Orlando & The Freakshow

Weekdays 6AM - 10AM

R. Kelly was a hero to many.

I’m from Gary, Indiana where all influences come from Chicago. So as R. Kelly hit big time, it was like my generations Michael Jackson.  Local kids dreamed of getting this opportunity, so he was a hood hero to many.  I was always telling my boss about him and he was doing a concert in Jacksonville so my boss gave me tickets. I remember he started to sing a tribute to his mom, who passed away months before.  A HUGE picture of her lowered, from the ceiling, and he sang “Sadie”, (originally recorded by The Spinners, a lifetime ago).  It was painful to watch.  Crying, rolling on the floor, he was an emotional wreck.  The audience is visibly emotional too.  As the song ended, the music changed to “Sex Me” and dancers came out and started grinding.  Most were still wiping tears away, as he started.  It was awkward.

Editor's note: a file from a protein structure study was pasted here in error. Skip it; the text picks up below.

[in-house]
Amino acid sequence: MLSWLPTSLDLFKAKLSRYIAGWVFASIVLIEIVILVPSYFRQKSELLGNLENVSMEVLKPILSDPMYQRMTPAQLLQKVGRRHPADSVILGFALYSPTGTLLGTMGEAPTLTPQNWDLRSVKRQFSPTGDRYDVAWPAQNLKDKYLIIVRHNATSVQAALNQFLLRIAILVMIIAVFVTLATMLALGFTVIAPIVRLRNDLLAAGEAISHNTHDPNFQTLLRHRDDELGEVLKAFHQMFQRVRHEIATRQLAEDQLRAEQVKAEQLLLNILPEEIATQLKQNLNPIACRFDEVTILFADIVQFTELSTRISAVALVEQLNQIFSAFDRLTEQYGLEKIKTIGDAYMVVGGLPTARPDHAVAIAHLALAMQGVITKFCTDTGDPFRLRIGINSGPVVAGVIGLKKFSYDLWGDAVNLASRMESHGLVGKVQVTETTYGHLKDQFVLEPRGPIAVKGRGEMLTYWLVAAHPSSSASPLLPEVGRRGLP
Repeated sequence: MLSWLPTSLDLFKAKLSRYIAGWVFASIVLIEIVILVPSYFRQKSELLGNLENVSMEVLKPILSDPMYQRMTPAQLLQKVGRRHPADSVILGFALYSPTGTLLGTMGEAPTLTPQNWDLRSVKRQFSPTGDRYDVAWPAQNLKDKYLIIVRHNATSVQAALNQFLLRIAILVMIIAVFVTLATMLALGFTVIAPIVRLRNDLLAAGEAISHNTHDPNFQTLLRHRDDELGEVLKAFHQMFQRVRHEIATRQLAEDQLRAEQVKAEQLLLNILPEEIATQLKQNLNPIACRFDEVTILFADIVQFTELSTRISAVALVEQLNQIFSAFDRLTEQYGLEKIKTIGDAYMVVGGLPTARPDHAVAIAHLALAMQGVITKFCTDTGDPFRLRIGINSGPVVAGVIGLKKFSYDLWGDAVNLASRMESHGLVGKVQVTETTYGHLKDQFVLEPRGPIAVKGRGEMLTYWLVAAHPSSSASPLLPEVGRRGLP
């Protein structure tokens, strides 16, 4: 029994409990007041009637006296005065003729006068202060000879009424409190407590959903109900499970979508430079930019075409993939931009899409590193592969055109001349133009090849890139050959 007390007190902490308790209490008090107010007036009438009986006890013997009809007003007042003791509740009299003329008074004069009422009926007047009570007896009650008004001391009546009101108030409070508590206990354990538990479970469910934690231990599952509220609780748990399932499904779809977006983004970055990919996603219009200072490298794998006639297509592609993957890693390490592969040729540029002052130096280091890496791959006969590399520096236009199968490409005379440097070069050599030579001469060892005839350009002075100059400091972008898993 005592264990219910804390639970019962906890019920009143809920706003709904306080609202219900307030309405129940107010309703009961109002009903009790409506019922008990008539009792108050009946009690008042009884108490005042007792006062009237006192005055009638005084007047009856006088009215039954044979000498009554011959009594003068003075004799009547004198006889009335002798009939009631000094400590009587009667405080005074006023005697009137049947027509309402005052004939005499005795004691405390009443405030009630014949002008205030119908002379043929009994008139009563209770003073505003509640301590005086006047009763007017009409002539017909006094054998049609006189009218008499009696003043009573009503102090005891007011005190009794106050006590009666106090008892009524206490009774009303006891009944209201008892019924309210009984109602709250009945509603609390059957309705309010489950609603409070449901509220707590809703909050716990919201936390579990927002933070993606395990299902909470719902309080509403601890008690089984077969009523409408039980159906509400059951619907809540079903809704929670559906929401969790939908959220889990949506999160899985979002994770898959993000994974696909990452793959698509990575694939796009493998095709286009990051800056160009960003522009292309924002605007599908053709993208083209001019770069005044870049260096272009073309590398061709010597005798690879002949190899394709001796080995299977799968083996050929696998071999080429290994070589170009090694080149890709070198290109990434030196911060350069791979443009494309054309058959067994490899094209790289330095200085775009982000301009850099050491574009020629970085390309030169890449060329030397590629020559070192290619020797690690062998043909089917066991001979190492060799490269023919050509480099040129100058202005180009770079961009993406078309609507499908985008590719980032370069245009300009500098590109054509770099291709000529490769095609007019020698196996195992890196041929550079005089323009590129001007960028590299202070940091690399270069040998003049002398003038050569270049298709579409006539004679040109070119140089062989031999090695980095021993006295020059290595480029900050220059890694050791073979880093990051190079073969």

Aaliyah on his lap.

After the show, we’re introduced and compared favorite Chicago foods like Harold’s Chicken, Pepe’s Tacos, and my love for White Castles.  Then, Aaliyah, comes in and sits across his lap, and the whole conversation went muffled, like underwater.  I nodded, and laughed, but this hero with a teen, across his lap, was so confusing. It was impossible to pay attention as the conversation stopped.  Driving back, all questions.  “Maybe she’s family!”  “No cousin is laying across his LAP like that!”  “She has gotta be older than we think she is!”  That first impression prepared me for today’s sentence.  30 years behind bars.  Its hard to say that another hero has fallen, because of who he became.  However there was a time when I very much wanted his life.  I remained a fan of the music but he stopped being a hero that day.